Gemma Bertagnolli sings the flighty Rosane's music vividly; her feats of high coloratura belie her sincerity but leave us liking her anyway. The outrageously low tessitura for Damira is superbly handled by Nathalie Stutzmann. Her dissembling reaches its peak in a third-act aria in which she advises the disconsolate Rustena to "add artifice to your truth...use tears as weapons," and the vocal line, to which she adds almost exaggerated portamento, has her slithering up and down the scale with what might be called an "audible sneer". The always wonderful Sara Mingardo (where would Baroque opera be without her?) is fierce as Melindo, certain in his refusal to be deprived of his throne and tossing off the roulades to prove it, and Guillemette Laurens, as Rustena, sings so beautifully that we are never bothered by the character's self-righteousness. Rounding out the cast is countertenor Phillippe Jaroussky--a great discovery--as Zelim, and Anthony Rolfe Johnson as Mamud, with somewhat weary tone but, as always, true authority and musical intelligence.
A trio, "Aure placide e serene", in which the rival half brothers and Rosane, the woman they both love, express their mixed feelings in a garden of citrus trees amid metaphors of breezes, babbling brooks and "lovely, innocent boughs", is as beautiful as Cosi fan tutte's famous "Soave sia il vento", and I suspect we'll never hear it more ravishingly performed. Sonics are just about perfect--clean, clear, and crisp. This opera and recording offer spectacular surprises.
– Robert Levine, ClassicsToday.com
Vivaldi: Juditha Triumphans - Highlights / Kožená, De Marchi
Vivaldi’s only surviving oratorio‚ Juditha triumphans (1716)‚ with its strongly characterised roles and luxuriant orchestration‚ is a true Baroque masterpiece. Like Handel’s Roman oratorio‚ La Resurrezione (1708)‚ Vivaldi’s Venetian Juditha was designed to impress its audiences. The Ospedale della Pietà‚ where Vivaldi was maestro dei concerti‚ competed with three other similar institutions for the patronage of wealthy Venetians‚ and the annual Lenten performances offered the perfect opportunity.
Alessandro de Marchi has departed from other recent interpreters by daring to transpose the tenor and bass choral parts up an octave‚ as is widely believed was done by Vivaldi himself to accommodate the choir of the Pietà. The effect is breathtaking: the compressed‚ female choral textures positively gleam‚ especially in the music depicting the Assyrian cause (for example‚ the rousing chorus that opens Part 1) or the aspirations of the Jews (the hushed prayer that ends Part 1 and the celebration that concludes the oratorio). From his superb cast of female soloists‚ de Marchi coaxes remarkable and dramatically convincing male vocal timbres. Maria José Trullu projects the various sides of Holofernes‚ who is depicted not merely as a monster but as capable of dignity and charm (‘Nil arma‚ nil bella’ and ‘Sede‚ o cara’)‚ even if ultimately incautious; she infuses her tone with a warmth and richness that countertenors might envy. Marina Comparato‚ as Holofernes’ loyal aidedecamp‚ Vagaus‚ sings lithely in Part 1 and gently in Part 2 before his shocked discovery of Holofernes’ headless body – in a gripping passage of recitative – impels him to seek vengeance. Tiziana Carraro as Ozias appears only in Part 2‚ confidently predicting the end of the ‘godless enemy’ and intoning timely prayers. Magdalena Kozená‚ the Bethulian widow Judith‚ casts a spell on those who only hear her: as well as Holofernes. She sings with poise almost throughout‚ as she enters the enemy camp (‘Quocum Patriae me ducit amore’)‚ meets and seduces Holofernes‚ reflects on the transitoriness of life and prays for peace and strength before murdering the sleeping Holofernes (‘In somno profundo’). Only then‚ as she carries out her heroic – if horrific – mission does she fully convey her emotion (track 14 of the third disc). As her handmaiden Abra‚ Anke Herrmann‚ lighter in voice‚ sings neatly of her selfless loyalty and encouragement to Judith. Listeners will note that in lieu of ensembles‚ Vivaldi cast many of his recitatives as carefully crafted dialogues.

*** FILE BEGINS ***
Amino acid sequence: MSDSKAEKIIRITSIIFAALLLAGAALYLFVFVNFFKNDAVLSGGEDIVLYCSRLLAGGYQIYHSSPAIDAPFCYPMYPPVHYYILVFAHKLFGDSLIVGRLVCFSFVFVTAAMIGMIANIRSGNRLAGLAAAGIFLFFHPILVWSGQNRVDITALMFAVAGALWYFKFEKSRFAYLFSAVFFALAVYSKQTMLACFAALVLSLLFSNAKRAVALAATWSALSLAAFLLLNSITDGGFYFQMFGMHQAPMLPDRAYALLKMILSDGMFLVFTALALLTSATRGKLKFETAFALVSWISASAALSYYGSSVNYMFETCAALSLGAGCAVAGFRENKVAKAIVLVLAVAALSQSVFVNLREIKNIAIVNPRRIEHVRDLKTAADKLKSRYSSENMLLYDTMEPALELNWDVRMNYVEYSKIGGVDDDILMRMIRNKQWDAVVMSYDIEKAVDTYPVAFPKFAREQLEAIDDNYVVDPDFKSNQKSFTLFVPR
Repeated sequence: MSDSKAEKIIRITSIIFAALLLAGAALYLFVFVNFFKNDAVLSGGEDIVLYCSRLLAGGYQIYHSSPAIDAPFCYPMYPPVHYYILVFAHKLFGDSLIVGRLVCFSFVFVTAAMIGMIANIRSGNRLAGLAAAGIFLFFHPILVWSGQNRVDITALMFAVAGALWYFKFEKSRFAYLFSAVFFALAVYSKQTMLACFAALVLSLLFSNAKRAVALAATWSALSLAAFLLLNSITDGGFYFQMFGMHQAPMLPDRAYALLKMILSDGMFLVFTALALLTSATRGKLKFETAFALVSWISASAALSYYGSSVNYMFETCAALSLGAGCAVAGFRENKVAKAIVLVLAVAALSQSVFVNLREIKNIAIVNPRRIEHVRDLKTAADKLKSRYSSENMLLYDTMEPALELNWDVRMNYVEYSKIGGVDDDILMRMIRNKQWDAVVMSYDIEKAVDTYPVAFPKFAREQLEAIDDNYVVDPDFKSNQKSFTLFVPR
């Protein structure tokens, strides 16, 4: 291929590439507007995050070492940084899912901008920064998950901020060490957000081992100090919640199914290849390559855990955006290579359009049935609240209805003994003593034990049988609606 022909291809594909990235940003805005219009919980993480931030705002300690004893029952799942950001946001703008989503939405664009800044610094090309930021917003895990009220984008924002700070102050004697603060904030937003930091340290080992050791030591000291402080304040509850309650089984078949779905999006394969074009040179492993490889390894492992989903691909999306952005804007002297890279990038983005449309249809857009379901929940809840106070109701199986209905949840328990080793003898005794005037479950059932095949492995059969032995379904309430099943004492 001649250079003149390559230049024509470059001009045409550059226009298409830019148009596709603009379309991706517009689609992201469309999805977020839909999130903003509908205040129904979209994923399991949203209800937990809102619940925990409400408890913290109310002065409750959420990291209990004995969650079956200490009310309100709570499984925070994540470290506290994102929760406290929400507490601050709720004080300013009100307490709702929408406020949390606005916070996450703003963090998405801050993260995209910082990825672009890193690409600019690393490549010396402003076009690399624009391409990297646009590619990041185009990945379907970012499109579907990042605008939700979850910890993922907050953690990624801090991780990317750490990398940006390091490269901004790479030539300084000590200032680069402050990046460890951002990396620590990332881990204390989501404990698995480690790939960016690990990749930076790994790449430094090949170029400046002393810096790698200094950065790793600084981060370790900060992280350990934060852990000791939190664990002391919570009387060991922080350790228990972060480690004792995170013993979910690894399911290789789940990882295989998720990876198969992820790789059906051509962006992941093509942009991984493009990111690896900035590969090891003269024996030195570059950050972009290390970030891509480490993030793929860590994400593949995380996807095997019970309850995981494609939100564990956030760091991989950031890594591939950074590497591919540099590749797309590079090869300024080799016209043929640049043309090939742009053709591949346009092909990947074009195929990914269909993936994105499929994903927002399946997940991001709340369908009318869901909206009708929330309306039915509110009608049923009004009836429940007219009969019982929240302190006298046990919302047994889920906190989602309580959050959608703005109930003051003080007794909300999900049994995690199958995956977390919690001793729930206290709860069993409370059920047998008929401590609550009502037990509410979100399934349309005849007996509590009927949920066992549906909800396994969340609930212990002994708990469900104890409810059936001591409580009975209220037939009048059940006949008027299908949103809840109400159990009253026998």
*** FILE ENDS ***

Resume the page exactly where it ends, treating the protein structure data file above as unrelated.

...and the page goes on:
The instrumentation offers a veritable treasure trove of unusual and evocative instruments‚ even for the time: a pair of clarinets to characterise the dissolute Assryian soldiers‚ recorders for ‘nocturnal breezes’ and a quartet of theorbos to depict the preparation of the feast. For Judith there is a chalumeau imitating a turtledove‚ a viola d’amore‚ a mandoline and a contemplative consort of ‘viole all’inglese’ to accompany her prayers; for Holofernes there is a solo oboe. These and the more common obbligato and continuo instruments of the day are affectingly played by the musicians of the Academia Montis Regalis. To address the loss of the opening sinfonia‚ de Marchi‚ like the conductors before him‚ turned to Vivaldi’s concertos and chose RV562‚ composed at much the same time as Juditha and in the preferred key of D major‚ with a suitably military Allegro followed by a suspenseful Grave. At every turn there is ample evidence of the care de Marchi has lavished on this performance: the returns of the first sections of arias (the da capos) are ornamented and‚ rather exceptionally‚ introduced by stylishly improvised transitions‚ most often by one of the harpsichordists (you will also hear a wonderful example connecting the movements of the Sinfonia). By comparison with de Marchi’s strongly projected‚ dramatically engaging reading‚ Robert King’s seems less fullblooded and relatively static. Congratulations all round for an outstanding recording. Let’s hope that another Vivaldi oratorio turns up soon!
– Gramophone